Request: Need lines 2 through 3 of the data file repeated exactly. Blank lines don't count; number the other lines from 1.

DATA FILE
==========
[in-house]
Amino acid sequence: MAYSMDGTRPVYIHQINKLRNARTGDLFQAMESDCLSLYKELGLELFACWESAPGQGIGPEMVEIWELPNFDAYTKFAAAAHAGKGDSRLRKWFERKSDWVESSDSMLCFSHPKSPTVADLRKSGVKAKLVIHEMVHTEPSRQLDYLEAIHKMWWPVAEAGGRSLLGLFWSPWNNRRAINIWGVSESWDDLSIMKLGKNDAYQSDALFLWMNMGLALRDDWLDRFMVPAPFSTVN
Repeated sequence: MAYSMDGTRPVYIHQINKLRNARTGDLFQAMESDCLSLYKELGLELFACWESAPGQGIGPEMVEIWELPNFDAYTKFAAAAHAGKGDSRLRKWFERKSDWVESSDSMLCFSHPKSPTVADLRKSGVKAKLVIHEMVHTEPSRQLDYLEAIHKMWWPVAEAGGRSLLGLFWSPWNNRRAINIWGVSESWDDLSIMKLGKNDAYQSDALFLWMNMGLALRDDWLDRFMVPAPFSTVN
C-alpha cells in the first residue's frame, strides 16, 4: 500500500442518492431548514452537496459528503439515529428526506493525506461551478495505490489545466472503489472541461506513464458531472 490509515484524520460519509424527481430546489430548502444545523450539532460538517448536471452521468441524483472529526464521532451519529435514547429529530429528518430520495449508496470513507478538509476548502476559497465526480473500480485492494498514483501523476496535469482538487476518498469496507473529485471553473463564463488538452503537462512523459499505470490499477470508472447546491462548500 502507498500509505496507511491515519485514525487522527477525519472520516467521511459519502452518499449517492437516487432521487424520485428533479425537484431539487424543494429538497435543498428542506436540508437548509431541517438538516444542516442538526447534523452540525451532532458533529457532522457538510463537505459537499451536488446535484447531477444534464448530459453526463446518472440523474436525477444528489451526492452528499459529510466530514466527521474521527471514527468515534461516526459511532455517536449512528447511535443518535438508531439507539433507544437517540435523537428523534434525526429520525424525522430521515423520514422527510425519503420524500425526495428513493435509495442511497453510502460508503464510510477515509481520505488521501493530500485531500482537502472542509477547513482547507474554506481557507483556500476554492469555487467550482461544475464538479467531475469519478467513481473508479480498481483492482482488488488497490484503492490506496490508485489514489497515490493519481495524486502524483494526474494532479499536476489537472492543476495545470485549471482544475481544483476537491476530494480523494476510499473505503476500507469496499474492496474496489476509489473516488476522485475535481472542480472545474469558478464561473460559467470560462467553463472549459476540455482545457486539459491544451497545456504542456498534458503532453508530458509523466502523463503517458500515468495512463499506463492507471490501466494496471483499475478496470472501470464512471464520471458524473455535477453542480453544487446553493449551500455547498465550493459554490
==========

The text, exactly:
Amino acid sequence: MAYSMDGTRPVYIHQINKLRNARTGDLFQAMESDCLSLYKELGLELFACWESAPGQGIGPEMVEIWELPNFDAYTKFAAAAHAGKGDSRLRKWFERKSDWVESSDSMLCFSHPKSPTVADLRKSGVKAKLVIHEMVHTEPSRQLDYLEAIHKMWWPVAEAGGRSLLGLFWSPWNNRRAINIWGVSESWDDLSIMKLGKNDAYQSDALFLWMNMGLALRDDWLDRFMVPAPFSTVN
Repeated sequence: MAYSMDGTRPVYIHQINKLRNARTGDLFQAMESDCLSLYKELGLELFACWESAPGQGIGPEMVEIWELPNFDAYTKFAAAAHAGKGDSRLRKWFERKSDWVESSDSMLCFSHPKSPTVADLRKSGVKAKLVIHEMVHTEPSRQLDYLEAIHKMWWPVAEAGGRSLLGLFWSPWNNRRAINIWGVSESWDDLSIMKLGKNDAYQSDALFLWMNMGLALRDDWLDRFMVPAPFSTVN